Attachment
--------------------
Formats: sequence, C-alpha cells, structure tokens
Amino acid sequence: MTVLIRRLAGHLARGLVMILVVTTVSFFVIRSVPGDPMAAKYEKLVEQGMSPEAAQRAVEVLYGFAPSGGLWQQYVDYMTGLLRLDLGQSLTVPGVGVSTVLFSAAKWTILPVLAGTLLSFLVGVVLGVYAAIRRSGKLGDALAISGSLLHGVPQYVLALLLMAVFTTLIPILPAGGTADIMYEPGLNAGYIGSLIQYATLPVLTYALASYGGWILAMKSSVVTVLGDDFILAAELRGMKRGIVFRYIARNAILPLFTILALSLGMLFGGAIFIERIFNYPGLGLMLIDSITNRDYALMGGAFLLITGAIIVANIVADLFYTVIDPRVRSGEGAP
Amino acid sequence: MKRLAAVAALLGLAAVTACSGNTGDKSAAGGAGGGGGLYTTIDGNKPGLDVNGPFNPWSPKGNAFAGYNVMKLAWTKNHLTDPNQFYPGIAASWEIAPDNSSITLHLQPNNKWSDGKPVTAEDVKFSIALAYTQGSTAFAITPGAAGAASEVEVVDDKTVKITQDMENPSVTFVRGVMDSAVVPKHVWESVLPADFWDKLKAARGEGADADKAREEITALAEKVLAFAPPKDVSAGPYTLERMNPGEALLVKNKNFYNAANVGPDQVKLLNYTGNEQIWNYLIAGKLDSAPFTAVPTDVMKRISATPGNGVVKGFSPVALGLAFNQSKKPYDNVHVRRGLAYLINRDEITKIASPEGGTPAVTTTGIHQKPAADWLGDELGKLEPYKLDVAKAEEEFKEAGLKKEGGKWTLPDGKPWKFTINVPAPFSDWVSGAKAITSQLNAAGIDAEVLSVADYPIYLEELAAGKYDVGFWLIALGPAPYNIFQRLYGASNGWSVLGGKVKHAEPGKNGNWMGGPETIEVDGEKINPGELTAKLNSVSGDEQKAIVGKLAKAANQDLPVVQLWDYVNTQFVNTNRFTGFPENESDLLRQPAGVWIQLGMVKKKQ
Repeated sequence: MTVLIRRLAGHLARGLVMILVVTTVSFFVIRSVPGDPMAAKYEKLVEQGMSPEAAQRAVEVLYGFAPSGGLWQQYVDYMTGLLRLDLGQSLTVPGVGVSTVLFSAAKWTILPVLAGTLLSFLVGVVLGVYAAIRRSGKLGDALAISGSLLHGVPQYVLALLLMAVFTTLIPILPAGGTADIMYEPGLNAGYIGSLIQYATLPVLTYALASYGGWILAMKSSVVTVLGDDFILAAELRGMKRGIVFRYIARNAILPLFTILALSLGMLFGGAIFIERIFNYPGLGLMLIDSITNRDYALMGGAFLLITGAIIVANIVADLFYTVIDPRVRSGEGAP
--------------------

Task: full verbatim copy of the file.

Formats: sequence, C-alpha cells, structure tokens
Amino acid sequence: MTVLIRRLAGHLARGLVMILVVTTVSFFVIRSVPGDPMAAKYEKLVEQGMSPEAAQRAVEVLYGFAPSGGLWQQYVDYMTGLLRLDLGQSLTVPGVGVSTVLFSAAKWTILPVLAGTLLSFLVGVVLGVYAAIRRSGKLGDALAISGSLLHGVPQYVLALLLMAVFTTLIPILPAGGTADIMYEPGLNAGYIGSLIQYATLPVLTYALASYGGWILAMKSSVVTVLGDDFILAAELRGMKRGIVFRYIARNAILPLFTILALSLGMLFGGAIFIERIFNYPGLGLMLIDSITNRDYALMGGAFLLITGAIIVANIVADLFYTVIDPRVRSGEGAP
Amino acid sequence: MKRLAAVAALLGLAAVTACSGNTGDKSAAGGAGGGGGLYTTIDGNKPGLDVNGPFNPWSPKGNAFAGYNVMKLAWTKNHLTDPNQFYPGIAASWEIAPDNSSITLHLQPNNKWSDGKPVTAEDVKFSIALAYTQGSTAFAITPGAAGAASEVEVVDDKTVKITQDMENPSVTFVRGVMDSAVVPKHVWESVLPADFWDKLKAARGEGADADKAREEITALAEKVLAFAPPKDVSAGPYTLERMNPGEALLVKNKNFYNAANVGPDQVKLLNYTGNEQIWNYLIAGKLDSAPFTAVPTDVMKRISATPGNGVVKGFSPVALGLAFNQSKKPYDNVHVRRGLAYLINRDEITKIASPEGGTPAVTTTGIHQKPAADWLGDELGKLEPYKLDVAKAEEEFKEAGLKKEGGKWTLPDGKPWKFTINVPAPFSDWVSGAKAITSQLNAAGIDAEVLSVADYPIYLEELAAGKYDVGFWLIALGPAPYNIFQRLYGASNGWSVLGGKVKHAEPGKNGNWMGGPETIEVDGEKINPGELTAKLNSVSGDEQKAIVGKLAKAANQDLPVVQLWDYVNTQFVNTNRFTGFPENESDLLRQPAGVWIQLGMVKKKQ
Repeated sequence: MTVLIRRLAGHLARGLVMILVVTTVSFFVIRSVPGDPMAAKYEKLVEQGMSPEAAQRAVEVLYGFAPSGGLWQQYVDYMTGLLRLDLGQSLTVPGVGVSTVLFSAAKWTILPVLAGTLLSFLVGVVLGVYAAIRRSGKLGDALAISGSLLHGVPQYVLALLLMAVFTTLIPILPAGGTADIMYEPGLNAGYIGSLIQYATLPVLTYALASYGGWILAMKSSVVTVLGDDFILAAELRGMKRGIVFRYIARNAILPLFTILALSLGMLFGGAIFIERIFNYPGLGLMLIDSITNRDYALMGGAFLLITGAIIVANIVADLFYTVIDPRVRSGEGAP